First time I post in this forum, which I've been following for the past several months. I must confess I finally bought some KKD yesterday in the low $8s - so far I am ahead ;-).
I trully think this is an obvious turnaround situation, and here is why.
If you go through the NT 10-Q's and related press releases you will see that as of June 26/05, KKD had total debt of $120 Million, and $42M in cash. Ten months later, after most of the restructuring is over, KKD now has as of 4/30, $121M in debt and $19M in cash. So, they have spent $24M in a successful structuring, which included dealing with a few bankruptcies and closing several stores. I think it is bargain that all of these cost only $24M. moreover, if you look carefully to the last press release this week, looks like the average weekly sales in company stores are coming back in a healthy way, and the company basically broke even for the past quarter (despite interest payments, as well as Cooper, lawyers, and accountants) - this is remarkable! Sure, the franchisee stores are not doing extrenelly well, but the worst must be over for them (the storm for KKD had its peak in 2004 and 2005, the same must be true for the franchisees). Besides, all of the franchisees are still standing, and if they weather the storm so far, chances are they will make it. Looks like KKD has a chance to become profitable once again at the end of next quarter.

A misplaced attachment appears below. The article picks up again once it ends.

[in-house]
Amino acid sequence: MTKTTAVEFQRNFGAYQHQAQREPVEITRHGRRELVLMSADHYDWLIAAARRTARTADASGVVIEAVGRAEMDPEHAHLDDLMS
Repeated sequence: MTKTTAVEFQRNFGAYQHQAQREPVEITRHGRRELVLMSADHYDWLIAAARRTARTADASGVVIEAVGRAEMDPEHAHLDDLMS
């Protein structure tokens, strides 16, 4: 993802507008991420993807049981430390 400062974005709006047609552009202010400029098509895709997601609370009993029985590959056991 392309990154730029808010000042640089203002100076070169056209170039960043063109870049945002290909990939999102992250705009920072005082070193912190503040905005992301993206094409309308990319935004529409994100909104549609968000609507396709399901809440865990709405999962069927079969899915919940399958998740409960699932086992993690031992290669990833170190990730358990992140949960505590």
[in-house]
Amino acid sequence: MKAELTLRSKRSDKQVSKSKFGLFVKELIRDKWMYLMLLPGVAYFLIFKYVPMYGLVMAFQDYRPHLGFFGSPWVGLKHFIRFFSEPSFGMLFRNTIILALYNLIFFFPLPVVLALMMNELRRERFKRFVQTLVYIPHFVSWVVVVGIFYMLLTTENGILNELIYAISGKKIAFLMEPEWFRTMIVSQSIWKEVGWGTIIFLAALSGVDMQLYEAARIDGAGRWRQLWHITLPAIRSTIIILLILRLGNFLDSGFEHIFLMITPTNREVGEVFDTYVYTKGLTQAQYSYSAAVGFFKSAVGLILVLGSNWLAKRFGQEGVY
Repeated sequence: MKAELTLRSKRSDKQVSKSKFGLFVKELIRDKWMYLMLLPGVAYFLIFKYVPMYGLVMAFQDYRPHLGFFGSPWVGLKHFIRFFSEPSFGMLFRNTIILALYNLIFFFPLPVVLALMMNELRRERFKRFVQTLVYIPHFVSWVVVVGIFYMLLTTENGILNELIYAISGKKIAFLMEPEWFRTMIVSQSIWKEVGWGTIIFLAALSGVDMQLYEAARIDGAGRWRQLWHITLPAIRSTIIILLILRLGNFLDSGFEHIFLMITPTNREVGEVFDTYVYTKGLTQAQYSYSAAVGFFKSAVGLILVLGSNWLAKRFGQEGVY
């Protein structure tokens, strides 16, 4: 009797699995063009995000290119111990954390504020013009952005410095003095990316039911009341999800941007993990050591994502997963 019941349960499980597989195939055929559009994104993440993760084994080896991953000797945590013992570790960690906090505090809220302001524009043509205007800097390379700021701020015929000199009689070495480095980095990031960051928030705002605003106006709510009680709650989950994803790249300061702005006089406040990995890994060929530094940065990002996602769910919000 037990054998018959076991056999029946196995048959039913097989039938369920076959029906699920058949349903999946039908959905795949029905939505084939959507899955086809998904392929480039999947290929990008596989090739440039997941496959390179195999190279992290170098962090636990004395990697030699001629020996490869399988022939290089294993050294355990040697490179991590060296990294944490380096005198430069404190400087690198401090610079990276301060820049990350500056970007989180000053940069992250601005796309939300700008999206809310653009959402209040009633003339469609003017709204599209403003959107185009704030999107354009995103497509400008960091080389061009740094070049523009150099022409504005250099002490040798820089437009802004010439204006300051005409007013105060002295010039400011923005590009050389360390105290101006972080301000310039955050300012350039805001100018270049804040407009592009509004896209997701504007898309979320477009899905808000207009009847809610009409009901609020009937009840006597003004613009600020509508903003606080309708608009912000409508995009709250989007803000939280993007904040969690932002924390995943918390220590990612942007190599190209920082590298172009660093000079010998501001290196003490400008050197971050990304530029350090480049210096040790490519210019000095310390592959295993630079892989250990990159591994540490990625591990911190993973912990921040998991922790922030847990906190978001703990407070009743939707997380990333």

Also, notice that the 10-K released last month had numbers for 2003-2004 that were pretty close to what the company originally said back then. Looks like the rumors of blatant fraud were false. I am confident that when the SEC concludes its investigation, it will find only minor issues, and give minimum penalties to KKD. For sure, the stock will fly then.
Notice also that the trends from last quarter look very, very positive. Once Cooper and all of the accountants and lawyers leave, KKD will free at least $1.5-2M a MONTH. At this phase, KKD could be able to pay off its debt in 6 years or less!
I am not saying that this puppy will go back to anywhere near $50, but I believe this stock will at least double within the next 12 months. After that, if the international expansion works, the sky will be the limit. Good luck to all.
Yes, I think I could afford one. As you know, I made $3 bucks on 5000 when I cashed out from $6 to $9 in March. So even if this one goes to ZERO, I'm still up $7k.